Sweetscent's wife, Kathy, having not been invited along on the trip, spends her time rebelling against her unhappy marriage by experimenting with whatever drugs she can lay her hands on. She finds herself handed a tab of JJ-180, something new on the market and she gulps it down not even caring what it might do to her. Big mistake!  JJ-180 is far from recreational. Instead it has been designed by the 'Starmen as a tool of warfare. One capsule is enough to make the recipient hopelessly addicted and the next dose causes irrevocable damage. Added to this is a side-effect that causes the subject to move through time, backwards, forwards and even, depending on the individual, sideways!

Meanwhile, Sweetscent becomes the Mole's physician but discovers that his patient suffers a psychosomatic mirroring of any illness or condition currently being suffered by anyone near him. The Mole's symptoms are no less real it seems, but how is it that this ailing politician is still seen on TV, as robust and vital as ever, giving rousing speeches? Is that the Mole or some robant simalcrum? With war matters pressing on Terra, the Mole proves to be a master political strategist and Sweetscent and the drug JJ-180 join him as imperative parts of Dick's jigsaw plot.

As the story comes together, PKD constantly wrong-foots the reader, deftly transmitting the worries and paranoiac feelings of the characters (and undoubtedly the author himself). It is hard to know who to trust in this novel -- or who to like for that matter. All the characters seem flawed to the point of unpleasantness. The artistry in the writing, though, shines through with Dick's deft handling of the effect of the time-travelling drug. Characters meet themselves in the future or the past, interact, give advice and in one extraordinary moment Sweetscent contemplates the effect his suicide might have on the various futures he has already witnessed.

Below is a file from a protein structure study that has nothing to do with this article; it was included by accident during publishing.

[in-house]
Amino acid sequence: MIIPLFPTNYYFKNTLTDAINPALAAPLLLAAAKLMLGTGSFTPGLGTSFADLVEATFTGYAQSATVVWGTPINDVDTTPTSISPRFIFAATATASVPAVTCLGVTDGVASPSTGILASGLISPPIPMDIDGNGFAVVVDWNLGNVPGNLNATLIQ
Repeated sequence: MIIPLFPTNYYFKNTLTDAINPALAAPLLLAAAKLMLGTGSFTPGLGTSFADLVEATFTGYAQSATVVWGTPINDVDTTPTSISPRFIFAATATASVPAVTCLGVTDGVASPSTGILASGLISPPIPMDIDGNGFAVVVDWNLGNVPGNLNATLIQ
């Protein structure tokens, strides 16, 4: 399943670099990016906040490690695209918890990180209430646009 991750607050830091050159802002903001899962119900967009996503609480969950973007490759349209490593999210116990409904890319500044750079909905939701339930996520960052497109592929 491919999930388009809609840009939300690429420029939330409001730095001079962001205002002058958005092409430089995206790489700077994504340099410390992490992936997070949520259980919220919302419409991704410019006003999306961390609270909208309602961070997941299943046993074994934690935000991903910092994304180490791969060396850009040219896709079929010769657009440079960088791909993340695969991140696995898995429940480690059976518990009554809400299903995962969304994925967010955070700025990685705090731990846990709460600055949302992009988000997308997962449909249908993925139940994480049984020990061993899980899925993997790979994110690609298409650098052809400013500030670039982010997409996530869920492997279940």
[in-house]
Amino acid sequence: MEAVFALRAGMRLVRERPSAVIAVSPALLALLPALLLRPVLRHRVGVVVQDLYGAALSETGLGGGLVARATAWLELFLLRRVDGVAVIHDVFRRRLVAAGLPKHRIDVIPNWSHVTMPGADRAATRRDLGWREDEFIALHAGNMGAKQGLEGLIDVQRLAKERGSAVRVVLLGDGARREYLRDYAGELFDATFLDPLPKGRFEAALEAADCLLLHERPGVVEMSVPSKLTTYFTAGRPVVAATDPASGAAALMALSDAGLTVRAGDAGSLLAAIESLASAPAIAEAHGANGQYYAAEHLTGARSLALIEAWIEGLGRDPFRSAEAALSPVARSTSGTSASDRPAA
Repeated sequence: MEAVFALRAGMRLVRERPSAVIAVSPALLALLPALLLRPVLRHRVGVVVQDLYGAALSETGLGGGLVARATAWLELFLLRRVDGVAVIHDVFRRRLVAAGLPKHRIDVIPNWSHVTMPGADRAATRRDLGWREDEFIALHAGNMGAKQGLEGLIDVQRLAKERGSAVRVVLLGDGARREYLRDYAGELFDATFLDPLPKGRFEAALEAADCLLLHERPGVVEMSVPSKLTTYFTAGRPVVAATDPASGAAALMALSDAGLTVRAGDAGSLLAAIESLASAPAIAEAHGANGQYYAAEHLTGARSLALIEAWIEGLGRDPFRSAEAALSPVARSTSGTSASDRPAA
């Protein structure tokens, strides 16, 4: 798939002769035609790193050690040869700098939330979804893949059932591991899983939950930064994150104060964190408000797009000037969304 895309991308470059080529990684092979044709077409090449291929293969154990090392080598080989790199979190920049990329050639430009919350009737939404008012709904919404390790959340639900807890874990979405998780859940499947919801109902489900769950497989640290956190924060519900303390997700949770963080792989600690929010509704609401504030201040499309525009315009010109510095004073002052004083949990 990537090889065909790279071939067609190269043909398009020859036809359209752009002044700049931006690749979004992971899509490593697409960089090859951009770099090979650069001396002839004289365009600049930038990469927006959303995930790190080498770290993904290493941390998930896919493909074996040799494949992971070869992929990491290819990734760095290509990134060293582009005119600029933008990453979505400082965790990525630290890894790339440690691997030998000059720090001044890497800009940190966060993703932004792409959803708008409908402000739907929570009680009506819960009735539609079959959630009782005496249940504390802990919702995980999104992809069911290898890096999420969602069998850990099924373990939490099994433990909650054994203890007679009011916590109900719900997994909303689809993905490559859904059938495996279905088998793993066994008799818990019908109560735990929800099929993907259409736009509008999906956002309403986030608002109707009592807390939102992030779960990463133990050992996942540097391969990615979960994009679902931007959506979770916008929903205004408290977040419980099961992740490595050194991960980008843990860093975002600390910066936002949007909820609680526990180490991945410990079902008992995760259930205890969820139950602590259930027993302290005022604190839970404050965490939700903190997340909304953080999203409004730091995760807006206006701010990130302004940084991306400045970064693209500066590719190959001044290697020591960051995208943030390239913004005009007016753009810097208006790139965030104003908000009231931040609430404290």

Many of Dick's favourite themes are explored in Now Wait For Last Year. His suspicions about political machinations are treated with a cynical and witty and very science fictional slant. He toys with the various drug-induced alternate realities and takes a swipe at dysfunctional marriages (both of which he allegedly had some experience with) and all the time he keeps us looking over our shoulders and doubting the truth as much as the characters themselves do. This is heady, hard-core stuff, alienating and often disconcerting. But at the same time Now Wait For Last Year is a classic example of Dick's unique world (or rather universe) view and it thoroughly deserves this reissue.

Copyright © 2001 John Berlyne

John Berlyne is a book junkie with a serious habit. He is the long time UK editor of and is widely acknowledged to be the leading expert on the works of Tim Powers. John's extensive Powers Bibliography "Secret Histories" will be published in April 2009 by PS Publishing. When not consuming genre fiction, John owns and runs North Star Delicatessen, a gourmet food outlet in Chorlton, Manchester.

SearchContents PageSite MapContact UsCopyright

If you find any errors, typos or anything else worth mentioning, please send it to
Copyright © 1996-2014 SF Site All Rights Reserved Worldwide